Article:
Former Labour leader David Shearer paints grim picture of South Sudan

Former Labour leader David Shearer has painted a grim picture of the situation in South Sudan in his latest address to the United Nations Security Council in New York.

Since January, Mr Shearer has been stationed as the UN mission chief in South Sudan, a country where on-going violence has driven four million people from their homes and almost eight million more are in desperate need of aid.

Mr Shearer is calling on swift action to help lift the country out of economic, political and humanitarian crisis.

"The space I believe for compromise over the 2015 peace agreement is narrow," he told the Security Council. "The parties have shown little interest in engaging in serious negotiations on the way forward, despite the various initiatives aimed at finding a political solution to the conflict."

The 2015 agreement aimed at restoring peace in the world's newest country, but Mr Shearer says that hasn't happened.

He says inflation is about 165 percent, with many civil servants going up to five months without pay.

That's caused public unrest and frustration at government services, while the splintering of opposition forces in South Sudan has undermined efforts to deliver aid to areas in need.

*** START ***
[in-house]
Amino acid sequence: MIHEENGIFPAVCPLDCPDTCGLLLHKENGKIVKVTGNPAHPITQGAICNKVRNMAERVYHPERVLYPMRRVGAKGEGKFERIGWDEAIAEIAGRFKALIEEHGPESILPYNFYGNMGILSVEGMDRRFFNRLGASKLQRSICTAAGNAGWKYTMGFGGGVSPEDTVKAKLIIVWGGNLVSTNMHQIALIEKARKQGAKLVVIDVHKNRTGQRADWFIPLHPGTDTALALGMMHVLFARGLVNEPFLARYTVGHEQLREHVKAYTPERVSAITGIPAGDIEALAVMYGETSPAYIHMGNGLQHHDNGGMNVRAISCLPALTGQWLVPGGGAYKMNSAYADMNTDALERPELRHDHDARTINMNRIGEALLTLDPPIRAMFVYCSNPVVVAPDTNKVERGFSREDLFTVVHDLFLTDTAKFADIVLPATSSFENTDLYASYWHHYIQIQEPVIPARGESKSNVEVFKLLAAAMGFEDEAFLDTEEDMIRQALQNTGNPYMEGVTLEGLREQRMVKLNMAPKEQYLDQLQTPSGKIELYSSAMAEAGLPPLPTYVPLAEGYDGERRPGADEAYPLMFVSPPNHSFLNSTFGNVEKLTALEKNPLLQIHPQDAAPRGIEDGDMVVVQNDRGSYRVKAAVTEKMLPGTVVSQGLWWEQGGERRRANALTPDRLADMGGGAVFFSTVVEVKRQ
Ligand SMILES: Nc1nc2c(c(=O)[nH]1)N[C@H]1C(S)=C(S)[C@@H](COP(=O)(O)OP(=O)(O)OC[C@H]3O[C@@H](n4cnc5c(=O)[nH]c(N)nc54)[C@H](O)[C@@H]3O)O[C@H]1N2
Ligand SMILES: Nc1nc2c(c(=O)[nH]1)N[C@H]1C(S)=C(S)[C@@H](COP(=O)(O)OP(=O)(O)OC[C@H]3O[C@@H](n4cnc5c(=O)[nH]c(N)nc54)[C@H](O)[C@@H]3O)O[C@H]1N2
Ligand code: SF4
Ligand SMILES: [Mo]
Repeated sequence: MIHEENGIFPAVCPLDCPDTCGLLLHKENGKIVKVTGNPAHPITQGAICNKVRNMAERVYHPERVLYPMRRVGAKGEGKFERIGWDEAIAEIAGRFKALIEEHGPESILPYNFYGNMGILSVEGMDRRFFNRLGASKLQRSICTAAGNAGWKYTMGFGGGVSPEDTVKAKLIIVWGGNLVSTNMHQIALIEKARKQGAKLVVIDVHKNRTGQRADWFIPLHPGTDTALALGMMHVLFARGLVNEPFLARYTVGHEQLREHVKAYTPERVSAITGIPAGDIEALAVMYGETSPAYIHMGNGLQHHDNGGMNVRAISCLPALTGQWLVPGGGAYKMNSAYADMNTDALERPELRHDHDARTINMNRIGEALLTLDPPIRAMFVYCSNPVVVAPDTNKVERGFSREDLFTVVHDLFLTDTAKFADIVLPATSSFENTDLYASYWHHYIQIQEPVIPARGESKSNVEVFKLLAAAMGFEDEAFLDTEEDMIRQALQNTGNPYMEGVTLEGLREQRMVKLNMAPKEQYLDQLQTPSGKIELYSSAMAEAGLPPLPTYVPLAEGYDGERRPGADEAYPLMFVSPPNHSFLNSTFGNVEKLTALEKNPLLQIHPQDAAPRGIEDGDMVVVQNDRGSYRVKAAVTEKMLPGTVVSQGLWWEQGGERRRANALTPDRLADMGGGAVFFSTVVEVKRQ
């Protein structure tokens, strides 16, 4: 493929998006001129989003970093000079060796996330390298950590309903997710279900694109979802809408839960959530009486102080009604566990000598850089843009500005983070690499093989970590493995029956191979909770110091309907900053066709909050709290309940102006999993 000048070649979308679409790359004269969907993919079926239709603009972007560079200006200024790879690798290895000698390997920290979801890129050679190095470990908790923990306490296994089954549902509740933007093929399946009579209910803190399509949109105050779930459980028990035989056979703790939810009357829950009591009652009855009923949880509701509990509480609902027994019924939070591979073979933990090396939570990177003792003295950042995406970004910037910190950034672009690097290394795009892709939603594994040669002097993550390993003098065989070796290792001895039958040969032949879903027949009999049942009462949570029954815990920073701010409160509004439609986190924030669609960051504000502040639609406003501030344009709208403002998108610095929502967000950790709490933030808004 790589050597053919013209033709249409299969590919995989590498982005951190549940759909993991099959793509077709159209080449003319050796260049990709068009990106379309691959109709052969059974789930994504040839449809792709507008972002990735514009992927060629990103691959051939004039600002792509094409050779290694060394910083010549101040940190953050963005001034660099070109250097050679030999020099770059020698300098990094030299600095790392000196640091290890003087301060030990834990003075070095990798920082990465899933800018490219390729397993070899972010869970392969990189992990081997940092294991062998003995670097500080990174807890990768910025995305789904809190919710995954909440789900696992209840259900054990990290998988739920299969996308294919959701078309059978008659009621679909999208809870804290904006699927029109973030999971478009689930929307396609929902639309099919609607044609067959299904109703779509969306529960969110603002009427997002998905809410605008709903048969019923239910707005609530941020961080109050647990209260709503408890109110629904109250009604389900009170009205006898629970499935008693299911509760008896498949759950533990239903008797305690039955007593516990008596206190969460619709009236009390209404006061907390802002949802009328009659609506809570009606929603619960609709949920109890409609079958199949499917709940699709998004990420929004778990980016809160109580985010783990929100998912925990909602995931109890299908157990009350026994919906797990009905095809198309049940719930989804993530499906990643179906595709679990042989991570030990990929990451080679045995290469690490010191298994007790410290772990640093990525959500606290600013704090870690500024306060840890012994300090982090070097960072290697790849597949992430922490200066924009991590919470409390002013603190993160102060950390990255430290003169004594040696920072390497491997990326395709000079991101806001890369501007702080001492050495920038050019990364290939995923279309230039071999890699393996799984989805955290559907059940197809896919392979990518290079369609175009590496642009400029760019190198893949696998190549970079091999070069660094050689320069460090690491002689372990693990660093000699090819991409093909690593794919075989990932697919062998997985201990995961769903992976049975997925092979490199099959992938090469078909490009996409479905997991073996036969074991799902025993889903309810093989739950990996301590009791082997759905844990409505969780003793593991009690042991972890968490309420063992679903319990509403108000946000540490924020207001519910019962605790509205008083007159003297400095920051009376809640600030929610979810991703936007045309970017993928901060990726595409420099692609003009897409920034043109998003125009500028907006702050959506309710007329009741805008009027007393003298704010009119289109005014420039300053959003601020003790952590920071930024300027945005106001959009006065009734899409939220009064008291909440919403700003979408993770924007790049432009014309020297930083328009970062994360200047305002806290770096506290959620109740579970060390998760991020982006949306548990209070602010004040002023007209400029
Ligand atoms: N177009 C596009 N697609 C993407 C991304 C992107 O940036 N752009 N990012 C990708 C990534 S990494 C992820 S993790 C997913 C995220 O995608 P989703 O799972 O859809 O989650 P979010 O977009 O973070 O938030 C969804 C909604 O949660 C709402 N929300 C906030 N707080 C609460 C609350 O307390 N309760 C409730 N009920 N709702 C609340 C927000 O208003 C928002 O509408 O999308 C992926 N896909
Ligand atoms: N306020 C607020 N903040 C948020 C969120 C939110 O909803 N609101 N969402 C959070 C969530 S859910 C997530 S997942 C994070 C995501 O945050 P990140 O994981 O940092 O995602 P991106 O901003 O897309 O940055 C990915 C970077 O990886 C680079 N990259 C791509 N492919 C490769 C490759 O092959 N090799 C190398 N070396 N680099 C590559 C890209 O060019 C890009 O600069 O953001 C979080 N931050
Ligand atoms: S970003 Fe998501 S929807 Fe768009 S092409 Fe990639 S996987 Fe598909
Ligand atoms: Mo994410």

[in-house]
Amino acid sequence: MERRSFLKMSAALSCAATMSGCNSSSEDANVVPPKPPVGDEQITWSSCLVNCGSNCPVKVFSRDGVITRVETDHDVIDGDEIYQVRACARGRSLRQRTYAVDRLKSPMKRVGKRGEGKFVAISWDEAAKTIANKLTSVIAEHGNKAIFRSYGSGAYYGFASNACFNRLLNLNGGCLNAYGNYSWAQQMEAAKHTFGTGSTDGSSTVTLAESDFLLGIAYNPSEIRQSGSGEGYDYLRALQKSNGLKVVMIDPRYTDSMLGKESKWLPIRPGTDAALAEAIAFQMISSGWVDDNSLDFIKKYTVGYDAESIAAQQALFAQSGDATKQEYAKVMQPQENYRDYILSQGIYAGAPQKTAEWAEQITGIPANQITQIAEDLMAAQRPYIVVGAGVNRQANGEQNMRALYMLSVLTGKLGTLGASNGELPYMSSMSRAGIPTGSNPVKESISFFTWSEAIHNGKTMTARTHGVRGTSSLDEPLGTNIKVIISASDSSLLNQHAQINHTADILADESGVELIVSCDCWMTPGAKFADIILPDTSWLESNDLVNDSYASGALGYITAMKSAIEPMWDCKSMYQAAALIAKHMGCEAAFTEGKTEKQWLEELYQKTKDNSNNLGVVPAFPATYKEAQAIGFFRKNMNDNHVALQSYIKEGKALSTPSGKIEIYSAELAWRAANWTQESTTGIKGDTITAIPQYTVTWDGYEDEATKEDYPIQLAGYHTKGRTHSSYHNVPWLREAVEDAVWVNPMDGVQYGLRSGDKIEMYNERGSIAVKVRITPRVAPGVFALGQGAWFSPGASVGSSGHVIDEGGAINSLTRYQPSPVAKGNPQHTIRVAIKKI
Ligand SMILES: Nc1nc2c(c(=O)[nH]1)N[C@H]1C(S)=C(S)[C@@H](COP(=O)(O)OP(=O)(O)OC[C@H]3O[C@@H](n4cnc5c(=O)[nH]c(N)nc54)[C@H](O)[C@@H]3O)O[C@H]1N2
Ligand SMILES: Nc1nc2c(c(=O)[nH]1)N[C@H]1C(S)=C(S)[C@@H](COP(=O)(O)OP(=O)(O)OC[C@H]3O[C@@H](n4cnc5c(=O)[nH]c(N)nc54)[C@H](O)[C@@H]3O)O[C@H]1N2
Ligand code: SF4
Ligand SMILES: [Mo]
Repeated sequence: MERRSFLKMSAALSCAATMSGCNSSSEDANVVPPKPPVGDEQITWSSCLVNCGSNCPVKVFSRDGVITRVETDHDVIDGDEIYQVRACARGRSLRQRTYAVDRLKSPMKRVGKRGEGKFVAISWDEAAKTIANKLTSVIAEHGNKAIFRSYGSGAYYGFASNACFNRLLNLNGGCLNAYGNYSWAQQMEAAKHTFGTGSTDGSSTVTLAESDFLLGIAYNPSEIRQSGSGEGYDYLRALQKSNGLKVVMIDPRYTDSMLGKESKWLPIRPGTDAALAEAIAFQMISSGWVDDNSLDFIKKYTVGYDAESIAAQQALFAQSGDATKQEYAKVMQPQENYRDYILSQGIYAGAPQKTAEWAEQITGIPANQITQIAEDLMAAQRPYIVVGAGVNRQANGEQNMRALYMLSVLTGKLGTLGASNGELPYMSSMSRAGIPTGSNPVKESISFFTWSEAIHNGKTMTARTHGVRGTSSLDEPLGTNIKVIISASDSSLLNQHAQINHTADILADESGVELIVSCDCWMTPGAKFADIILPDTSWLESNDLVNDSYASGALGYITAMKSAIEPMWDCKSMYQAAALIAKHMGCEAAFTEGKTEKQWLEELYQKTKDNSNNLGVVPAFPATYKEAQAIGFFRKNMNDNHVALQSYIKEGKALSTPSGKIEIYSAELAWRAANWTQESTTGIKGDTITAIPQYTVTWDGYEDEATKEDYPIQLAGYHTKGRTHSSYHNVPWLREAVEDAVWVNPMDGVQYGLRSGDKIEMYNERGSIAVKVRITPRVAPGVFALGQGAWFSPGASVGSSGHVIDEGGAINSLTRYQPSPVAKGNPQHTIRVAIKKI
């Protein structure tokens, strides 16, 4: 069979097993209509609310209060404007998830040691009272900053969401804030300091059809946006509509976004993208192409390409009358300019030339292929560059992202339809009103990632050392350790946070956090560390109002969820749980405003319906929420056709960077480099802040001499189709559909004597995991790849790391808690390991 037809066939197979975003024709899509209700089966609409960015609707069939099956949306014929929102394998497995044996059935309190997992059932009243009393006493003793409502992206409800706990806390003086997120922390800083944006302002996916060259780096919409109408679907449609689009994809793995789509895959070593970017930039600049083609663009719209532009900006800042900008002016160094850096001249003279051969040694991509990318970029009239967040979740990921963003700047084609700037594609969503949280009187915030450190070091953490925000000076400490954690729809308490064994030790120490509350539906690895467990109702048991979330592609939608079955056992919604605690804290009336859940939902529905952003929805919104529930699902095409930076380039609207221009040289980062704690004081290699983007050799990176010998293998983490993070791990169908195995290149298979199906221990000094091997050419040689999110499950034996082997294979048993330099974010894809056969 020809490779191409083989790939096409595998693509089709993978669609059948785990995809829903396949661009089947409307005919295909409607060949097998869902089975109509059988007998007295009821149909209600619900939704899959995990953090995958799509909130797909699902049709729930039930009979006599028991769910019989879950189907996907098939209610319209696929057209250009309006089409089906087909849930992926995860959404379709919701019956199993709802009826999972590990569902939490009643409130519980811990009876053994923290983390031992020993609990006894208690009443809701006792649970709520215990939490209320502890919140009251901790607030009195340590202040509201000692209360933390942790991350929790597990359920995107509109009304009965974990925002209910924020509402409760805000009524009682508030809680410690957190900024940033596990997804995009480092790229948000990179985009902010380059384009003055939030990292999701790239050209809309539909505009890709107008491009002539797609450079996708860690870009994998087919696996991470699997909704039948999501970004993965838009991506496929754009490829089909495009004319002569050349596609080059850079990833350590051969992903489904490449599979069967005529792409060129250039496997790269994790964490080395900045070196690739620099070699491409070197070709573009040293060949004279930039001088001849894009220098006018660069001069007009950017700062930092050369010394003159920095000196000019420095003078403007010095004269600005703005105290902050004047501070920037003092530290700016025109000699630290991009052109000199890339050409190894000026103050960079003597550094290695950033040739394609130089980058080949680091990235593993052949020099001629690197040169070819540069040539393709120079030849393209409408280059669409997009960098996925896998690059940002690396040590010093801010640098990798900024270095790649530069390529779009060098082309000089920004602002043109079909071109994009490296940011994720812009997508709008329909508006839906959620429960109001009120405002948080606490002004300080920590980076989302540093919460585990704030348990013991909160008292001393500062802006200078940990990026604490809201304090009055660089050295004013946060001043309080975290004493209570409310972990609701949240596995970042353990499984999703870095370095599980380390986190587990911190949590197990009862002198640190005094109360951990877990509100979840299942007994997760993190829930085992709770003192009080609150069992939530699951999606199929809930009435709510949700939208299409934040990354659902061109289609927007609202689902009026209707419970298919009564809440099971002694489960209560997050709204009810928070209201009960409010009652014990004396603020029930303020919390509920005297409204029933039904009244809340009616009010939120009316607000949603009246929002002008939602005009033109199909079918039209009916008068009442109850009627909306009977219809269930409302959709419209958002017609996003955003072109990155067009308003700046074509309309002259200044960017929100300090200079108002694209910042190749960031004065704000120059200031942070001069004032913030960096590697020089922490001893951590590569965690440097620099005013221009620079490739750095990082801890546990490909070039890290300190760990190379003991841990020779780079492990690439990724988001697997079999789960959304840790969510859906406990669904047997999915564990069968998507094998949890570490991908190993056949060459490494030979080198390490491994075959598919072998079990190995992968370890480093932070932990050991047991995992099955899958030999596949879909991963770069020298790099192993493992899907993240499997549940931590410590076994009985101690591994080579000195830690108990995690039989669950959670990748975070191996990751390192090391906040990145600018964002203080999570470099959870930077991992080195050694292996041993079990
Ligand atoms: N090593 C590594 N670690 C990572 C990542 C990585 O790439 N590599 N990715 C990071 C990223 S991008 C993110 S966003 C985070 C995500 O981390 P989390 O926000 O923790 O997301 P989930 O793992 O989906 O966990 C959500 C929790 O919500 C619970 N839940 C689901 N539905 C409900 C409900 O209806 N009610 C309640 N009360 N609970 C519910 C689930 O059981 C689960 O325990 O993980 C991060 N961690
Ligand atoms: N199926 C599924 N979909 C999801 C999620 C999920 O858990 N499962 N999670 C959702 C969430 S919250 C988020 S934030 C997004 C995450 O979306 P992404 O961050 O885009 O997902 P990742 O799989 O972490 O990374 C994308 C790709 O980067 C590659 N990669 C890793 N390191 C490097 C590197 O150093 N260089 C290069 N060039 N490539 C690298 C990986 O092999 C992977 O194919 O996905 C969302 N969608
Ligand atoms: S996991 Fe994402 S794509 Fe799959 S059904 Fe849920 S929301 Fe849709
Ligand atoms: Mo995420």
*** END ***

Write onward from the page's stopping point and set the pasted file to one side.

"Increasingly, combatants are shifting into criminality along major roadways, with civilian and aid convoys being a target. Just two weeks ago, a driver for the International Committee of the Red Cross was killed, when his relief convoy was attacked in Western Equatoria.

"His death brings to 18 the number of aid workers who have been killed in South Sudan just this year."

Hopes were high for peace in South Sudan, after it found independence in 2011, but the African nation has been mired in conflict since.

Mr Shearer's speech warned that conflict will continue to drain international resources, if the UN doesn't act urgently to convince parties in South Sudan of the need to compromise and find peaceful solutions.